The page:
My fantasy vacation would be a long train ride (perhaps across Canada) accompanied by a stack of books I’ve been meaning to read. Of course, I’m never without a book–or several–in some stage of completion. Since summer is a downtime for parts of my business, I take advantage of that by upping my reading. My reading list always includes at least one classic, often one that I had overlooked such as East of Eden or a return visit to Dickens or Jane Austen.
Whether you’re headed for the beach or staying busy at home, here are a few suggestions for some obvious and not-so-obvious reading for the Joyfully Jobless.
Since I’ve long resented the snobbery that classifies some work as Good and other as Bad, I was excited to learn about Shop Class as Soulcraft. Author Michael B. Crawford, the philosopher with a wrench, abandoned his academic path and found bliss running his own motorcycle repair shop. He says, “This is a moment when the useful arts have an especially compelling economic rationale. The imperative of the last 20 years to round up every warm body and send it to college, then to the cubicle, is tied to a vision of the future in which we somehow take leave of material reality and glide about in a pure information economy. But this has not come to pass. To begin with, such work often feels more enervating than gliding.”
At the last minute, I grabbed Ernest Hemingway’s A Moveable Feast to take along on my trip to Madison last week. I had read this nonfiction work several years ago, but this time it struck me in a whole different way. This memoir covers the years Hemingway spent in Paris before he became a famous writer. It’s a powerful testimony to our capacity for creating a rich life even when money is scarce. “The one who is doing his work and getting satisfaction from it is not the one the poverty bothers…But then we did not think of ourselves as poor,” Hemingway recalls.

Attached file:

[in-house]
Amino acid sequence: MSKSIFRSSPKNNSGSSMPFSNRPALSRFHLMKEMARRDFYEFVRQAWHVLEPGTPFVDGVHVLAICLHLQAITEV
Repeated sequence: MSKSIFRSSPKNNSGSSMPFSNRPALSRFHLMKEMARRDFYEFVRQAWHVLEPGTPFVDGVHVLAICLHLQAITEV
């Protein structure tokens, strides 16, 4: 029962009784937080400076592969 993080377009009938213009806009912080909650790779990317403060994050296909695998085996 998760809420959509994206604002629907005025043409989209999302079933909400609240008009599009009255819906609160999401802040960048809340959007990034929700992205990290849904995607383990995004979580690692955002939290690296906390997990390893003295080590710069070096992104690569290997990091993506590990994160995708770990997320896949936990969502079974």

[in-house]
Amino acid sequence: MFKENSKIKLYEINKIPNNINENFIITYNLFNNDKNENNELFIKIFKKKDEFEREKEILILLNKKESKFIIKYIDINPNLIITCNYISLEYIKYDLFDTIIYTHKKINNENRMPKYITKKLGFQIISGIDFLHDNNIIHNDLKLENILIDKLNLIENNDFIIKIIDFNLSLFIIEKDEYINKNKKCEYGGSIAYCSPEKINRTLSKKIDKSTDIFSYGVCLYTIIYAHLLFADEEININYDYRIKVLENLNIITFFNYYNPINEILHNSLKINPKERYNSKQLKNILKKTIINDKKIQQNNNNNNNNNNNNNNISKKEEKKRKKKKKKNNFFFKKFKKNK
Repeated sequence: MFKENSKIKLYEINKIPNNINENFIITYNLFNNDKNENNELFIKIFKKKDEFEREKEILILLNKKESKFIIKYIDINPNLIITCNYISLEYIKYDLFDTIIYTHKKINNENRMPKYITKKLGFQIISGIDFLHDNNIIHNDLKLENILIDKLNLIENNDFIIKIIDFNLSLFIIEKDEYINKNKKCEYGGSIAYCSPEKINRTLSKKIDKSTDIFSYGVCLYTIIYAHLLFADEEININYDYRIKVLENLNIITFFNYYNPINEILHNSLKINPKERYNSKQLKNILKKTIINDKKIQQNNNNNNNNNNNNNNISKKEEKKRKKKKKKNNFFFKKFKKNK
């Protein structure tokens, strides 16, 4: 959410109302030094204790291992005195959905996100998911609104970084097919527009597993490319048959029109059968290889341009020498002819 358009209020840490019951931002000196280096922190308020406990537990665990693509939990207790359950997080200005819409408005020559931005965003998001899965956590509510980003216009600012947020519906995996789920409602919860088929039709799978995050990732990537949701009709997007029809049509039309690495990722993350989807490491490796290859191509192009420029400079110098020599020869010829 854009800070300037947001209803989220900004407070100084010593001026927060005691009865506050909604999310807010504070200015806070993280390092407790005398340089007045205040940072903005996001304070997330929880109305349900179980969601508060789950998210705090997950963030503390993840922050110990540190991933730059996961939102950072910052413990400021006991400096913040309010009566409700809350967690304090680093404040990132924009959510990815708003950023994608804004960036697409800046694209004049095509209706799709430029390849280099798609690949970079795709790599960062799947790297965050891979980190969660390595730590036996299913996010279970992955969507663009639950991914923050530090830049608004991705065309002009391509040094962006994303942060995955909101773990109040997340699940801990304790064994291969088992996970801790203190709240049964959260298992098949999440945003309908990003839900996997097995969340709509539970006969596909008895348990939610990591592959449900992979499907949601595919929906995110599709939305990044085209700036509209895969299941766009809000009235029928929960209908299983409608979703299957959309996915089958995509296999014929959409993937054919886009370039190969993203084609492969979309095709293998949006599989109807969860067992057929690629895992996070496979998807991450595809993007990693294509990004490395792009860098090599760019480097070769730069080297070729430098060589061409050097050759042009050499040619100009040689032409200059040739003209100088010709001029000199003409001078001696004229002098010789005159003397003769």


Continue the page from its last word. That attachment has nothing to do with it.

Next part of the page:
A pair of books that will delight any booklover is Christopher Morley’s Parnassus on Wheels and The Haunted Bookstore. The hero is the owner of a traveling bookstore in the first volume and the owner of a conventional one in the second. Funny and eccentric, the passionate booklovers in these stories will endear themselves to you if you’re a bibliophile yourself.
Morley’s characters aren’t the only entrepreneurial protagonists; all sorts of mysteries center around a main character who is an entrepreneur. In Diane Mott Davidson’s culinary mysteries we meet crime-solving caterer Goldy Schulz. John Dunning’s Cliff Janeway is a detective-turned-antiquarian-bookseller. And, of course, there’s the beloved Precious Ramotswe (the Miss Marple of Botswana) in Alexander McCall Smith’s No. 1 Ladies’ Detective Agency series. While these books are fun to read for the mystery plot line, they’re even more intriguing if you’re an entrepreneur yourself.
Benjamin Franklin advised, “Write something worth reading or live something worth writing.” Lynda Resnick has done both. A lifelong entrepreneur, Resnick’s Rubies in the Orchard is a terrific book on marketing woven into her autobiographical tale of growing several successful businesses. Obviously, this is a woman who was paying attention to the lessons along the way and the reader is the beneficiary of her wisdom.
One of my favorite books of this year is The Guernsey Literary and Potato Peel Pie Society by Mary Ann Shaffer and Annie Barrows which is out in paperback just in time for summer. I also loved the audio version with its perfect cast of narrators. This is storytelling at its finest.
Got a book you’d like to add to the list? Let us know.
Don’t have time to read? Take a minute and check out Nicholas Bate’s 14 Reasons For Reading Books.